February 10, 2021

Meet Shaunt’e Lewis, the Artist Behind Our Local Black Church Designs

Meet Shaunt’e Lewis, the Artist Behind Our Local Black Church Designs

For our local celebration of The Black Church: This is Our Story, This is Our Song, WFYI partnered with Fishers-based visual artist and illustrator, Shaunt’e Lewis. She created a series of graphic icons to give life to our four engagement programs: Sunday Suppers, Sacred Spaces, Sunday Best and Church Chats. We envisioned a few small designs, but what she delivered delighted us: a nuanced representation of the Black church and its many elements. Peek behind her process — and why she chose to take on this project, in our Q&A with this talented artist. 

Why did you decide to take on this project? What did you find exciting about the opportunity?

I decided to take this project because the team at WFYI was very excited about my work and the opportunity to work with me. It makes it so much easier when a company is just as passionate about my work as I am. Also, the project was such a great fit with my art style: bold, colorful, clean lines!

Which icon is your favorite and why?

My favorite icon is the dove design. The dove represents hope and peace, something we can all use in our lives, especially at this time. 

What inspirations, life experiences or other sources did you draw on for these designs?

Some of my inspiration for these pieces were my own artistic style of course, as well as my religious background. Growing up, my grandmother worked in a church so I could relate and bring images from my past into some of the designs such as suits and church hats, robes and, of course, a food design because Sunday dinners are always a staple in the Black church!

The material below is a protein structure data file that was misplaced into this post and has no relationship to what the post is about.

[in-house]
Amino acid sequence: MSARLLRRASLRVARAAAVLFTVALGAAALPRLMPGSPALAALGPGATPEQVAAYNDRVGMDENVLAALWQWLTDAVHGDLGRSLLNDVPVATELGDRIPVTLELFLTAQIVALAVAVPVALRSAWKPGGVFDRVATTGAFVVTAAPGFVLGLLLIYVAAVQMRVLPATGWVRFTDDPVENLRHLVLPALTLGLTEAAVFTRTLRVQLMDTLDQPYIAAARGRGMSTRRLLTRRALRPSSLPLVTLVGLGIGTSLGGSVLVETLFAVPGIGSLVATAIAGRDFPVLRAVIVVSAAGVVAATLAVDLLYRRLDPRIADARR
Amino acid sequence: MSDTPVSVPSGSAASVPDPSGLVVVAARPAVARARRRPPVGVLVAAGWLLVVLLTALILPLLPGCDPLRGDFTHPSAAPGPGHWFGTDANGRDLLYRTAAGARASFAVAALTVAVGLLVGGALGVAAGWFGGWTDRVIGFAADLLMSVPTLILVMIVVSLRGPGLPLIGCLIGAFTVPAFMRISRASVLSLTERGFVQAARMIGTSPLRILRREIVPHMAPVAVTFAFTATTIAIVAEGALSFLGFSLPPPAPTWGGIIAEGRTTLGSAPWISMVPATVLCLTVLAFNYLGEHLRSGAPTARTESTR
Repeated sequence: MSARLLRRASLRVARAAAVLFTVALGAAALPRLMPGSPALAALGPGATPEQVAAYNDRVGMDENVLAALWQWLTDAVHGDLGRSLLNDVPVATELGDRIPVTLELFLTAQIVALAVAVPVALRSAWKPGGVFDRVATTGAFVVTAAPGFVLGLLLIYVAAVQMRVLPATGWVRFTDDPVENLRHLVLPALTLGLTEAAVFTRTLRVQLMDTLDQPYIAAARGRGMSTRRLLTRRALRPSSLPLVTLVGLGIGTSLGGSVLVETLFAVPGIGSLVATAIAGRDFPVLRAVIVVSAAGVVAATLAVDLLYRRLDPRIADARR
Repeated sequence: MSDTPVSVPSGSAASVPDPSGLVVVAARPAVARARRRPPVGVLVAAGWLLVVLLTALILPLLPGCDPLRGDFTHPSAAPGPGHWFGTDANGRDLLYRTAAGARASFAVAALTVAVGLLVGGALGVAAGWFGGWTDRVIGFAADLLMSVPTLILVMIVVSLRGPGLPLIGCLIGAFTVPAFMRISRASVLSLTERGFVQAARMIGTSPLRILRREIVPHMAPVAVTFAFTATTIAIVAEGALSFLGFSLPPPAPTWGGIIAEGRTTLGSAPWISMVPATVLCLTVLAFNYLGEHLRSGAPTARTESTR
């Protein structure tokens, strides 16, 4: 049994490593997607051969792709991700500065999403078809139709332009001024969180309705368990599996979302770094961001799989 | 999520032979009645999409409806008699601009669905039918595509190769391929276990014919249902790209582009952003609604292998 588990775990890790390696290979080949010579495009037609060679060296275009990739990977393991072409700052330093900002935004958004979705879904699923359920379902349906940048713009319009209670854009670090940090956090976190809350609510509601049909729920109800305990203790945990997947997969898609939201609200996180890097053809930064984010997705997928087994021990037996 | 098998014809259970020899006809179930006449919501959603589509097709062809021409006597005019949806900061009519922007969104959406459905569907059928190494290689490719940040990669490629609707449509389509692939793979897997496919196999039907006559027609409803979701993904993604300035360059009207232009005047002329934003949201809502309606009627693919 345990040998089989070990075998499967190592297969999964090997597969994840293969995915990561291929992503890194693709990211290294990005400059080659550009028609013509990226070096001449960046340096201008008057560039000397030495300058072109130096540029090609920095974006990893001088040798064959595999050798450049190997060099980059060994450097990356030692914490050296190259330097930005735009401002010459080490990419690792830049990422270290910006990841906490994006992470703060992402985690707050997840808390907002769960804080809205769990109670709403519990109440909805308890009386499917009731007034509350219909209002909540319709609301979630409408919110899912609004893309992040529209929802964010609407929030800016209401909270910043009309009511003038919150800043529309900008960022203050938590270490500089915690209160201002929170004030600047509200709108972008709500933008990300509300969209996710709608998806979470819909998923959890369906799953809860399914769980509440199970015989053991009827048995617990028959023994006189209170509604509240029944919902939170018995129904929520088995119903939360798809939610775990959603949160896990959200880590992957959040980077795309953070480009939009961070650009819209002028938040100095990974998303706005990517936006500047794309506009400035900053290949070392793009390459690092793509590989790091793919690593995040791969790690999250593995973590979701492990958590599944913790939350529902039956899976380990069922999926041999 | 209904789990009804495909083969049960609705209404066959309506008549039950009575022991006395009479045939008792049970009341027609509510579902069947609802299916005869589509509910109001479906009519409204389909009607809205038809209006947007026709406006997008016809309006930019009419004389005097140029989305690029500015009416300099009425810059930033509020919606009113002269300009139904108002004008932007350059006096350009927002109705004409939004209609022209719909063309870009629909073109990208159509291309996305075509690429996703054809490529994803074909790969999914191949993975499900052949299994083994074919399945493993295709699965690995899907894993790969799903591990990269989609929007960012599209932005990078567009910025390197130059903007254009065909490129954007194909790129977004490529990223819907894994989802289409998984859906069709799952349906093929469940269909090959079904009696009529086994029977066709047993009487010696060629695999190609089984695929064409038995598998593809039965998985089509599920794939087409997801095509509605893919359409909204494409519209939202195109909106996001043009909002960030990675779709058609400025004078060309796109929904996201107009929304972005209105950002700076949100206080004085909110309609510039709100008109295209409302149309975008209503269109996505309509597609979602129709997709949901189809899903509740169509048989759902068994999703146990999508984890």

What WFYI, PBS or NPR program would you recommend to others and why?

I recently came across a documentary “American Black Journal. Black Art” online. It speaks about the importance and impact of Black art on the American economy and culture. This topic is very important and relevant to my work and brings awareness to Black artists and businesses that make an impact to the community.

In three words, how would you describe your work?

Bold, Colorful, Femininity!

What's your hometown? And were you a PBS kid growing up?

I was born and raised in Springfield, Massachusetts, and I was a PBS kid growing up! My favorite show was The Joy of Painting with Bob Ross. This was my introduction to art, and I would imagine myself painting for the world one day!

Check out more of Shaunt’e Lewis’s work on her website or in WFYI’s local Black Church activities designed to bring a local perspective alongside the Henry Louis Gates-produced documentary.